Firestone’s claim is that men have always attempted to set the terms of female reproduction and that it is “the first division of labor” that “developed into the [broader] class system.” And so she writes that a feminist analysis of history “seeks the ultimate cause and the great moving power of all historical events in the dialectic of sex: the division of society into two distinct biological classes for procreative reproduction, and the struggles of these classes with one another; in the changes in the modes of marriage, reproduction and child care created by these struggles; […]” (quoted in Tong’s Feminist Thought, 73).
Alienation. Another example where Marxist thought influences second-wave feminist thought is in its emphasis on the concept of alienation (estrangement from one’s deepest nature or purposes, or from others). Marx derived this concept from the philosophy of Friedrich Hegel, who believed in ultimate Truth; that we are heading toward it; and that—because we haven’t reached it yet—we are all estranged from it. Human history, for Hegel, is a seemingly endless, uneasy, and unstable dialectic (argumentative, agonistic) movement, on an upward-spiraling (metaphorical) staircase, toward ultimate Truth, one step following the other, where a thesis (an assertion of will or an idea) encounters an antithesis (a counter assertion or contradiction) that leads to a synthesis (a fresh consensus which becomes the new thesis for facing new resistances, and so on).
Hegel’s Master-Slave dialectic. For Hegel, partial truth, being unstable, not the whole truth, gives way in time to greater truth—to greater revelations of reality through time—and this process results in winners and losers all along the way. Hegel called this ongoing historical interaction of winners and losers the Master-Slave dialectic. In the struggle for existence, will it be your will and ideas that prevail or will you be in the service of other wills, of other ideas? Will you be a master or a slave?
Alienation and labor. In Hegel’s dialectic, the masters rule people—their will and ideas prevail over the bodies and minds of others—while the slaves rule matter—their will and ideas are applied to shaping material existence on behalf of their masters (hoeing a field for agriculture; building a factory for the slaughter of pigs; making a printing press for the publications of the masters). For Hegel, this state of affairs is ironic because the masters, by being able to set others to work for them, find that they are alienated from a key aspect of their own natures—their physical-laboring selves. They have outsourced this aspect of their lives to others. The masters therefore live in gilded cages not made with their own hands—not of their own making—and so not really fulfilling their existence as human beings, which is, in part, to interact with the resistances to life offered by the material world. To live separated from the process of physical labor—and experience only the end-products of the physical labor of others—is ultimately unsatisfying, alienating.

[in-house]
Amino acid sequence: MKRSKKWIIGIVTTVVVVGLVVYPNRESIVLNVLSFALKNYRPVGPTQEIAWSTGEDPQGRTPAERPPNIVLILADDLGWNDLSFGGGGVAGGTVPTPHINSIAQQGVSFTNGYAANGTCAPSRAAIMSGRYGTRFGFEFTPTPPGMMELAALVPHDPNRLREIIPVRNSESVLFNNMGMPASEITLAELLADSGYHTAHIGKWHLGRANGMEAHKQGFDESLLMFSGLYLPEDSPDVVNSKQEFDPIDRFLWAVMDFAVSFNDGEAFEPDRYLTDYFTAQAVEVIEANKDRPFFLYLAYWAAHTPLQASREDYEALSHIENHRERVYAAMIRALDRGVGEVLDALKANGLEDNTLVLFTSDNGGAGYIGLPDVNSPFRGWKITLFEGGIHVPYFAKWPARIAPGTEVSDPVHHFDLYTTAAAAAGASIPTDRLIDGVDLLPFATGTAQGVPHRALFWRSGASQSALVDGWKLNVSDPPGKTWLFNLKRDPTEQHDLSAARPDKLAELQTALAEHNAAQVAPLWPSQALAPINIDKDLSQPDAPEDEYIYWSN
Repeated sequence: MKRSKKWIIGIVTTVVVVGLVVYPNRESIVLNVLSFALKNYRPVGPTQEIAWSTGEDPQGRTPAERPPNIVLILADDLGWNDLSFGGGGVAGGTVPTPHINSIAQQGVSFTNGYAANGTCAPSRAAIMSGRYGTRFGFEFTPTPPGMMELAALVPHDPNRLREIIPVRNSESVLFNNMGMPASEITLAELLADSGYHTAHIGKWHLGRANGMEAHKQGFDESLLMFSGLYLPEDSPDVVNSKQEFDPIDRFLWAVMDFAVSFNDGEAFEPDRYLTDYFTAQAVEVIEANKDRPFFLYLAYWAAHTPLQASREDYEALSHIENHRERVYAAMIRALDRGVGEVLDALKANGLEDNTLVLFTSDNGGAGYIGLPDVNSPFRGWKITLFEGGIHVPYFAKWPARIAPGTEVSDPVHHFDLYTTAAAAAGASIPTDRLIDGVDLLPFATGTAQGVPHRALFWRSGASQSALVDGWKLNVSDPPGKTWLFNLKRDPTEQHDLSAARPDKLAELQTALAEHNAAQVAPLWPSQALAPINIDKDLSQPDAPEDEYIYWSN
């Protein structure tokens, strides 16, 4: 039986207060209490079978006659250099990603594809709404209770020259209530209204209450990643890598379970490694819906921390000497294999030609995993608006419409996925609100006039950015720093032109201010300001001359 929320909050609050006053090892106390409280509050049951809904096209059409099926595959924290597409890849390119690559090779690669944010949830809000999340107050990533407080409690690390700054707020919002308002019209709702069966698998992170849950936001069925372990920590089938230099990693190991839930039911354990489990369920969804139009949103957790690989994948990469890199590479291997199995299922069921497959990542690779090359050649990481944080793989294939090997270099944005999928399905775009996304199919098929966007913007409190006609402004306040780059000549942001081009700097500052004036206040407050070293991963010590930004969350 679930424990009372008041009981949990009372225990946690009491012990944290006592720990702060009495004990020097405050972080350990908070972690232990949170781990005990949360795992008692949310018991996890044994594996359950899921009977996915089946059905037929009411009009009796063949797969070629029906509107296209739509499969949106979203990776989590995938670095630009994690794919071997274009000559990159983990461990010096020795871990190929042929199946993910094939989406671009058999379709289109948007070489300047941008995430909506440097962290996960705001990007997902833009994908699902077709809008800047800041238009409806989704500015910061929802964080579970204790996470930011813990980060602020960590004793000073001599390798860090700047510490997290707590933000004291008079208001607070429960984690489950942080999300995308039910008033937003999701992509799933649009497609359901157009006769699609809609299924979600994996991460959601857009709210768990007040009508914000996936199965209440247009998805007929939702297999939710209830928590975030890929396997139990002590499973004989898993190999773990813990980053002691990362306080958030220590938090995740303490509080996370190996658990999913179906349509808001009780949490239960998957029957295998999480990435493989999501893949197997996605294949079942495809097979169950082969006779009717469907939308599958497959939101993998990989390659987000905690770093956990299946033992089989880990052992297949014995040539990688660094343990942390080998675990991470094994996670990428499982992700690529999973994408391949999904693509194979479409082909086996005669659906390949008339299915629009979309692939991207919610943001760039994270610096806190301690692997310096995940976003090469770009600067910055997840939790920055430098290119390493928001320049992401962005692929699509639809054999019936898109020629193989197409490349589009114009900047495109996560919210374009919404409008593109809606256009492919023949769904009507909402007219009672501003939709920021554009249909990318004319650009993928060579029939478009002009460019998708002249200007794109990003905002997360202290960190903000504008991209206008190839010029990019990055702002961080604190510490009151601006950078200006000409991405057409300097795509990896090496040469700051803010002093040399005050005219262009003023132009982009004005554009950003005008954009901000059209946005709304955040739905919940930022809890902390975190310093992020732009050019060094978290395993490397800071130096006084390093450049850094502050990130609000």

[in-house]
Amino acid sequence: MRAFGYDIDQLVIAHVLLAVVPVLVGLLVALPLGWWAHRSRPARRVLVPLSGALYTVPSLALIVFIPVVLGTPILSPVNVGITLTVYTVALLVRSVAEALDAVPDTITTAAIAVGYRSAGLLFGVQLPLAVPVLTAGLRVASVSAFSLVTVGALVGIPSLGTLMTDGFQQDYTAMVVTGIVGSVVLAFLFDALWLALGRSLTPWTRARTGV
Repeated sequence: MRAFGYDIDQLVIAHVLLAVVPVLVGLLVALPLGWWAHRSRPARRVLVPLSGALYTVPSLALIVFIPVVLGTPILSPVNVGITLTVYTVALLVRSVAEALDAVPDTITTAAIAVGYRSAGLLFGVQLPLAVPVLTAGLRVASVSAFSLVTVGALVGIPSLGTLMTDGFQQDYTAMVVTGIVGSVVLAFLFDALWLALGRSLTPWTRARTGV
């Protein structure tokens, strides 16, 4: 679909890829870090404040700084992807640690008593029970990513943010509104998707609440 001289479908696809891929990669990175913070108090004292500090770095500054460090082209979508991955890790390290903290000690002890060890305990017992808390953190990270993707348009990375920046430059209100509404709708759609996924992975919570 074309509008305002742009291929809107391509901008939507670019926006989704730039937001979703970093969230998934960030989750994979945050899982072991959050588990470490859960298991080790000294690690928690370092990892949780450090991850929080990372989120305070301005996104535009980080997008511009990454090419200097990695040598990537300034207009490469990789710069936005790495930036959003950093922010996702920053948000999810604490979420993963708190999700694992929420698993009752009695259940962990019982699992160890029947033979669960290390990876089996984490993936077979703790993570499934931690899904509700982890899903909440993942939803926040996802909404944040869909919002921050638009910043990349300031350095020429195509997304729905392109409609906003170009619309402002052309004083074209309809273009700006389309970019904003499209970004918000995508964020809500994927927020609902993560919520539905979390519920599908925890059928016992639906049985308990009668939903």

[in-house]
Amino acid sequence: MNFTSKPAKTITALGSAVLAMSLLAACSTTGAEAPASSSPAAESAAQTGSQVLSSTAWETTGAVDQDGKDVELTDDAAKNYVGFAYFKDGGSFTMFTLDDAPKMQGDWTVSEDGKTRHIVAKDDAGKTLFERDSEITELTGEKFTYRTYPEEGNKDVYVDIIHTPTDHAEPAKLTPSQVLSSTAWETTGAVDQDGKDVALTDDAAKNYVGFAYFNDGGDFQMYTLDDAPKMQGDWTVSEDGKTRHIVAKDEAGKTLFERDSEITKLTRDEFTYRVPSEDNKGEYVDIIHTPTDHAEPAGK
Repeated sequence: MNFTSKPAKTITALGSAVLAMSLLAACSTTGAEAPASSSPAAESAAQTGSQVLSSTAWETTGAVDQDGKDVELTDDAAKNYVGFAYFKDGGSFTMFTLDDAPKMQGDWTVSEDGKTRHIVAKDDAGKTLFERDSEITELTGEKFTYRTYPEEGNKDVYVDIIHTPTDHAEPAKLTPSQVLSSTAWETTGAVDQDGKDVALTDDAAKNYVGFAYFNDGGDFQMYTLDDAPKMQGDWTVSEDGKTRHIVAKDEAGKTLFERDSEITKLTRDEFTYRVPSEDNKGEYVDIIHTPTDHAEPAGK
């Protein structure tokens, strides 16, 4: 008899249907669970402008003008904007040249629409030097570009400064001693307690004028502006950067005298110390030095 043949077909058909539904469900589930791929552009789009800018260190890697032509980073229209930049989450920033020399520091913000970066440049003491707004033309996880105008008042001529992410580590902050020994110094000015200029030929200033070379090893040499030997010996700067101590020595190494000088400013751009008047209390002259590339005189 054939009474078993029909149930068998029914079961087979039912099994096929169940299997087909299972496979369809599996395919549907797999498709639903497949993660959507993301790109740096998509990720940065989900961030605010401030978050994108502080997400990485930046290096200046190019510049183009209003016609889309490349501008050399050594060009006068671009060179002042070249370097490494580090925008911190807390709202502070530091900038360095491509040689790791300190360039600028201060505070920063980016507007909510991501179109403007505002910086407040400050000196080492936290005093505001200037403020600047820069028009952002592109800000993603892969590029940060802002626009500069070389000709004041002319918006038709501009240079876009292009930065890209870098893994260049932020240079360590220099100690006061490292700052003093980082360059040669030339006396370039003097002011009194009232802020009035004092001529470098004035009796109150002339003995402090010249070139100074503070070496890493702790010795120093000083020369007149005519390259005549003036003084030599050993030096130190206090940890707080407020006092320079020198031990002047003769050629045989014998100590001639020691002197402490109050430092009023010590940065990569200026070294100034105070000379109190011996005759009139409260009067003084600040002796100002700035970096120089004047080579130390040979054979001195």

By contrast, the everyday worker—the master’s employee or slave—discovers a substitute satisfaction in being a loser. Though not a master of other people, he—the male pronoun is always used by Hegel and so will be retained in this summary of his thought—may find himself a skilled master of a tool, a machine, or a process that shapes material nature in some satisfying way, leading to a rediscovery of his own inner power, his “being for itself.” In thought and physical labor directed to a triumph over a material problem, the slave rediscovers an inner strength that the master does not enjoy. The master, in deriving pleasure from material things by setting others to labor for him on his behalf, is actually alienated from the material world (one step removed). The slave, however, finds in the shaping of material reality (rather than people), dignity and self-knowledge: “[I]n fashioning the thing [as opposed to persons], he becomes aware that being-for-itself belongs to him, that he himself exists essentially and actually in his own right” (546).
This is the satisfaction of mastery, and it is an idea of Hegel’s that Marx seized upon, asserting that capitalism, in its ever finer divisions of labor in the name of efficiency, alienates both workers (producers) and the bourgeoisie (consumers) from full enjoyment of what is actually produced, undercutting the dignity that Hegel accorded to losers in the Master-Slave dialectic. The producers (the workers) don’t enjoy the fruits of their labor and the consumers (the masters) don’t enjoy the satisfactions of material mastery.
Second-wave feminism and alienation. Taking his cue from Hegel, Marx foregrounded alienation in relation to labor (and what to do about it), and second-wave feminists make this important as well, but they also ask how women might live less alienated lives generally. In religion, for example, conceiving God as a father as opposed to a mother can be alienating for women, and so there are some second-wave feminists interested in doing away with God altogether (adopting atheism as a metaphysical stance). Other feminists are interested in reviving such things as Goddess-centered pagan cult-practices to reconnect with their spirituality in a non-patriarchal way.